Blessed Jordan of Saxony would have Blessed Diana d’Andalò look at Our Lord frequently. Speaking of Jesus Christ in the spousal terms that have long been standard in the lexicon of consecrated women, he constantly reminds her of the presence of her divine Bridegroom. When he thought that she was too given to bodily austerities, Brother Jordan urged Sister Diana to moderation and reminded her that what matters is loving God, desiring Him, contemplating Him, and loving her sisters in the monastery with “one mind and one heart in God” (Augustinian Rule).
For the edification of my readers, I will include one complete but short letter of Blessed Jordan’s here. It was sent to Blessed Diana in her monastery at Bologna from Magdeburg, Germany, where he found himself in September of 1225 (pg. 70-71):
Brother Jordan, useless servant of the Order of Preachers, to his beloved daughter Diana: may she be brought by Jesus Christ her Bridegroom into his cellar of wine [Cant. 2:4].
Since I know that your love makes you anxious about me, I wanted to let you know that after leaving Verona, the God of our salvation making my journey prosperous for me [Ps. 67:20], and giving new strength to my weak body, on the third day after the feast of St. Matthew I arrived here at Magdeburg safe and in good health and was given a very joyful welcome by our brethren, who had long been anxious about me, and by a great number of other people. I was much consoled to find everything in our convent here [a house of friars] in good order, and the recent reception of several novices rejoiced me greatly. Give thanks then to God, whose mercy looks so kindly upon us in all things [Ps. 68:17], and gives us so much more than we deserve.
For the rest, beloved, preserve a due measure in your labours and apply the curb of discretion to all that you do; so that as you run after your Bridegroom, drawn by the fragrance of his ointments [Cant. 1:3], and longing to offer him myrrh, which is the chastening of the flesh, you may yet leave place for an offering of gold, following the example of the three holy Wise Men who, opening their treasure-chests, offered to Jesus gold, frankincense and myrrh [Mt. 2:11]. Thus your treasure chest must not be so filled with myrrh as to leave no room for the gold of wisdom and discretion. You must be able to say with the bride in the Song of Songs, A bundle of myrrh is my beloved to me [Cant. 1:12]; she does not liken her beloved to a great weight or load of myrrh, but to a little bundle, as showing that a due measure is to be observed in all things. Often I have told you this when I was with you, and now that I am far away I say it again: you must go forward on your way with such prudence as to be able to climb up, without stumbling, to your goal which is the land of heaven, led thither by the Son of God, Christ Jesus, who is blessed for ever and ever [2 Cor. 11:31], Amen.
Commend me to the prayers of your sisters and greet them for me; and may the Spirit of truth be with you in all things [Jn. 15:26].
The next letter he sends her is a tour de force of both mourning and consolation. Brother Henry, a priest of the Order and the Prior of Cologne, has just died and Blessed Jordan is weeping for his beloved brother, son, and friend, whose death he has felt very tenderly. At the same time, Blessed Diana is morning the death of a biological brother and sister of her own. Jordan gives full vent to his sorrow while rejoicing for the joy of the elect in heaven — without falling into presumption on behalf of their beloved deceased: “Yet, let us pray for them, so that if in death they were still burdened with some small failings, they may be the more swiftly loosed therefrom and receive their crowns” (pg. 73).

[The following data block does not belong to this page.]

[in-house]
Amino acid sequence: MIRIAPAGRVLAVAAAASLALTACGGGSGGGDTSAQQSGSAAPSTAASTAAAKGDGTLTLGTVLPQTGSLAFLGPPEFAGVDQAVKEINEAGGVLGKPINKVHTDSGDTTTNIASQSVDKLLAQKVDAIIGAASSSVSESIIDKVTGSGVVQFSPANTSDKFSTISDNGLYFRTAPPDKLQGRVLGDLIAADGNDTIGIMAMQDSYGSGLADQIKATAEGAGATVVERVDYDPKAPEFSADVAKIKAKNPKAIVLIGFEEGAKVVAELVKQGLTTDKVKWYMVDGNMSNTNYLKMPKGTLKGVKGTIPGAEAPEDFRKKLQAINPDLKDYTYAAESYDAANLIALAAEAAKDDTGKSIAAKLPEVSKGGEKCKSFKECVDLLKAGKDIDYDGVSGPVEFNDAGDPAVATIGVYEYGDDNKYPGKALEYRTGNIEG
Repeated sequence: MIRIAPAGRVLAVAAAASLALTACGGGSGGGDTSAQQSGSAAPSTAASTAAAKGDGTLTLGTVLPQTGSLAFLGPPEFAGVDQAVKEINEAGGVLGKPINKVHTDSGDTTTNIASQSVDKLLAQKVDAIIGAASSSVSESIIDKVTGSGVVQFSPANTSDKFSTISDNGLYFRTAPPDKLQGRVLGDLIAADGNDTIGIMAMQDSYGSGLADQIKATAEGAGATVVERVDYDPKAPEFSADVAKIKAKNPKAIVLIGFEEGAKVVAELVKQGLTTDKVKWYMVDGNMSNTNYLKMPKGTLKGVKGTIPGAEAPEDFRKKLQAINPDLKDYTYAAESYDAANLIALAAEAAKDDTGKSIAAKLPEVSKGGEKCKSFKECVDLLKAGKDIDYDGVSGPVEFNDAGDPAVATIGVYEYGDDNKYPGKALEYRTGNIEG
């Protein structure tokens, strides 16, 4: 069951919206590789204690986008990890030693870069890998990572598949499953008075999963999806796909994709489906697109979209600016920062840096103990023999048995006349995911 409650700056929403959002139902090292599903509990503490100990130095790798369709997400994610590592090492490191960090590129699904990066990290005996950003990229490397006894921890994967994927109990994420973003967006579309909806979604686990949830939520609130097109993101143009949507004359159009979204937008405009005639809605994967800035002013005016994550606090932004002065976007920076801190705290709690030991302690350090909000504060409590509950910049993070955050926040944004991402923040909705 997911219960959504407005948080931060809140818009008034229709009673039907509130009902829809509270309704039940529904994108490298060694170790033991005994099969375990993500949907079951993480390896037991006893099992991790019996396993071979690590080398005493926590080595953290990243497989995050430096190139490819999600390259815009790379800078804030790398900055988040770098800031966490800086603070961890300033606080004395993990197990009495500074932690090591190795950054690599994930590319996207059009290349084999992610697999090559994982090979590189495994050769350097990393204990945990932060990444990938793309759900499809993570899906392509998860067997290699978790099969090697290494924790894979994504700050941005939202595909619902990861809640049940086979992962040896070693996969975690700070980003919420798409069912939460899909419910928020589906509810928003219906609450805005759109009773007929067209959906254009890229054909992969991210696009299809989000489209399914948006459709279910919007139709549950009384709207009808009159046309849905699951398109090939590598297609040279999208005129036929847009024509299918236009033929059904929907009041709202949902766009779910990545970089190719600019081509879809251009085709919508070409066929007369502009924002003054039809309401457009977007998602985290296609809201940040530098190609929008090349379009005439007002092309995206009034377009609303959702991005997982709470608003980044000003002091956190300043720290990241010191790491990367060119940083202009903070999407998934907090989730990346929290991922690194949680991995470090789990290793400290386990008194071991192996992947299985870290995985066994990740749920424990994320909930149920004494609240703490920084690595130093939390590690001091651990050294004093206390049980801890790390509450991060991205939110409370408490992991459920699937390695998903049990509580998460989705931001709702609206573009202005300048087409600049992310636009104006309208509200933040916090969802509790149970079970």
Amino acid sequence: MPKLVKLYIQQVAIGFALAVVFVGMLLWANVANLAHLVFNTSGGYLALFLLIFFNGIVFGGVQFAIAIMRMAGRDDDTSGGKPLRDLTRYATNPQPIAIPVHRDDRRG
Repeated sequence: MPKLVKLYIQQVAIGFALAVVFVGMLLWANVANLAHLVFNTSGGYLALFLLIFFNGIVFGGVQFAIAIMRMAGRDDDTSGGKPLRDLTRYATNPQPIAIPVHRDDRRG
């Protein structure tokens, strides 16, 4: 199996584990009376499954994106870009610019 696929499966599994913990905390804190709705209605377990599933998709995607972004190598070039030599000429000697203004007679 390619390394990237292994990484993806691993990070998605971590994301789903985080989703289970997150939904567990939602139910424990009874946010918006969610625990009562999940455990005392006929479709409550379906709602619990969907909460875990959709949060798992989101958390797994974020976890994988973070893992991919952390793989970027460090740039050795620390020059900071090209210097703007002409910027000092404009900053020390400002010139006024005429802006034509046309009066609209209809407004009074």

The image we get here is of two very holy people who were a man and a woman of flesh and blood, of profound intellect and subtle feeling. Their religion did not make them insouciant to human suffering, but all the more sympathetic to it. It did not make them love each other or their friends and family less, but more. In short, their religion did not dehumanize them; it made them all the more human because it made them what humanity was meant to be: supernaturally united to God in grace, in faith, in hope, and in charity. Together, Blessed Jordan and Blessed Diana formed a powerful nexus of charity in the Mystical Body of Christ.
Reading the letters of holy people has a certain advantage over reading their systematic treatises. In the systematic treatise, one encounters the author’s spiritual doctrine more or less well illuminated and fully developed, but in reading their letters, the doctrine is presented alongside its practical application amid the joys, sorrows, and glories of daily life. We encounter tears and smiles, longing and aching, triumph and tragedy — and all that turned to the glory of God and the sanctifying of their souls. In the letters of Blessed Jordan to Blessed Diana, we see a union of holy hearts both panting for God “as the hart panteth after the fountains of water” (Ps. 41:2).
While the inmates running the asylum keep gaslighting us, we need to purify and nourish our minds with wholesome draughts of supernatural truth such as we can imbibe here. I cannot recommend this book more highly.
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If readers are interested in procuring this fine volume, let me encourage you not to purchase it from the Big Tech madman that runs Amazon. Please! Get it directly from the good nuns. And tell them, if you like, that Brother André Marie sent you. It won’t get you a discount, but it may get me some much needed prayers from the spiritual daughters of Saint Dominic, of Blessed Jordan, and of Blessed Diana — and that would be very good.